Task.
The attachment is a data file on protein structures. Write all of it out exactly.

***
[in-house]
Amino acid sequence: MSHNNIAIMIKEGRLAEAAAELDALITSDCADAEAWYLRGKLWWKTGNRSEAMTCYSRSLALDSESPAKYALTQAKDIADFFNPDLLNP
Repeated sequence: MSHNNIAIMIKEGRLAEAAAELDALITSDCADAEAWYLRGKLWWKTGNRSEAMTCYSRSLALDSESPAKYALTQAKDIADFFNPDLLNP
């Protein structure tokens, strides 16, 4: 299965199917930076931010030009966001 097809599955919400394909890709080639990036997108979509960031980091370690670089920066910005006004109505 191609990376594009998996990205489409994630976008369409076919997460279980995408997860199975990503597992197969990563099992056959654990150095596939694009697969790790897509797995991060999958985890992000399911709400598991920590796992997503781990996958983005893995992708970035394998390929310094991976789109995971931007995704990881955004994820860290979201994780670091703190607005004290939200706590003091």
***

[in-house]
Amino acid sequence: MSHNNIAIMIKEGRLAEAAAELDALITSDCADAEAWYLRGKLWWKTGNRSEAMTCYSRSLALDSESPAKYALTQAKDIADFFNPDLLNP
Repeated sequence: MSHNNIAIMIKEGRLAEAAAELDALITSDCADAEAWYLRGKLWWKTGNRSEAMTCYSRSLALDSESPAKYALTQAKDIADFFNPDLLNP
């Protein structure tokens, strides 16, 4: 299965199917930076931010030009966001 097809599955919400394909890709080639990036997108979509960031980091370690670089920066910005006004109505 191609990376594009998996990205489409994630976008369409076919997460279980995408997860199975990503597992197969990563099992056959654990150095596939694009697969790790897509797995991060999958985890992000399911709400598991920590796992997503781990996958983005893995992708970035394998390929310094991976789109995971931007995704990881955004994820860290979201994780670091703190607005004290939200706590003091």